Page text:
Most bolts on a bike will fit in every hole that’s the same diameter, as the pitch of their threads is identical. For example, the rotor bolts will fit in the bottle cage mounts, most brake and shifter clamps, and several of other orifices. If you lose a bottle cage bolt on the trail you can stop it from flopping by borrowing one of the twelve disc rotor bolts. The rotor should stay tight with five fasteners until you get home. Back in the legit weight-weenie days, a lot of XC racers would only use three Torx bolts to hold their disks on, saving a total of not-very-many grams. Anyway, how do brands decide what the thread pitch should be for a given component?
While nearly everyone said they use a standard thread pitch wherever possible, Kikkert did call out the filth factor of bike bolts.
“For most fasteners we use standard thread pitch. Only in special cases the pitch is changed. If it requires fine adjustment or there is limited space available, like with the dropper post collar, a finer thread might be picked. There is a downside for finer threads and that is in ‘dirty’ environments there’s more risk of the thread seizing up, so for these parts we do recommend the use of anti-seize compound. Most visible bolts on the bike components will almost always be regular thread pitch.”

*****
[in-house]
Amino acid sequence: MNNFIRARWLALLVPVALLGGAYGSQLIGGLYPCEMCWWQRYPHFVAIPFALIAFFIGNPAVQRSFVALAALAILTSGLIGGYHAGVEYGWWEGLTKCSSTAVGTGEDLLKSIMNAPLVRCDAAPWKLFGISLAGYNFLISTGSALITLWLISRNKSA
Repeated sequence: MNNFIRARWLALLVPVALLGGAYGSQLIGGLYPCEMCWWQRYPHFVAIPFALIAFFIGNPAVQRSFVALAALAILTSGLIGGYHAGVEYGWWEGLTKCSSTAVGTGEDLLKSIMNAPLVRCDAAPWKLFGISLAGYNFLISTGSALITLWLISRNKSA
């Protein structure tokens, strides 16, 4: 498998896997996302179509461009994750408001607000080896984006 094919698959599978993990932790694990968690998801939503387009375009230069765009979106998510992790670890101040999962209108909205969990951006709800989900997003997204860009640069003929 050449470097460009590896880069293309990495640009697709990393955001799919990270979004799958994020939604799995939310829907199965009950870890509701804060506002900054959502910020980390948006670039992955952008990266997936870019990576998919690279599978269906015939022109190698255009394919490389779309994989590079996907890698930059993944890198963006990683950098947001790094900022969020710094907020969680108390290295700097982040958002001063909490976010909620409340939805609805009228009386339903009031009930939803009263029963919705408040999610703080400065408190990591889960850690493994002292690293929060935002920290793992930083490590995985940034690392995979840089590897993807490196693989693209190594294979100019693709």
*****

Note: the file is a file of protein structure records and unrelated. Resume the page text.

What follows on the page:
Component engineers from Rotor Bike Components added the brand’s perspective on finer thread pitch, stating that it works well with shorter bolts. “If you have two screws of the same metric, the fine pitch screw has a higher tensile strength as it has more contact surface, and the fine pitch screws loosen less than the standard pitch screws. For applications where you need short screws to withstand load and vibration, the fine pitch is your friend.”
A bolt’s use frequency also affects its chosen thread pitch, as the folks from Ibis Bikes noted, “coarse threads are used if the bolt is going to be taken in and out a lot by the rider because they’re more durable.” Axles and shock mounting bolts would be two examples where coarse threads can make an oft-removed component bolt last longer.
How about fastener materials? What are they made of?
You may have heard stories of some professional racers using aluminum or even plastic bolts to drop weight where possible. How is fastener material chosen for our stock bikes? Similar to thread pitch, it seems to depend on where a fastener will be used, and what forces are acting on it. Wherever possible, most companies choose lighter hardware.
Janek Ulatowski from NS Bikes shared their philosophy. “We use aluminum bolts or axles in places where we are sure it won’t affect the safety or strength of the joint. The only reason for that is the weight reduction. Recently we’ve started using extremely durable Ti bolts which are used in critical places like the shock mount. The additional value of them is the oil-slick finish, which gives an extra “bling” to the whole bike.”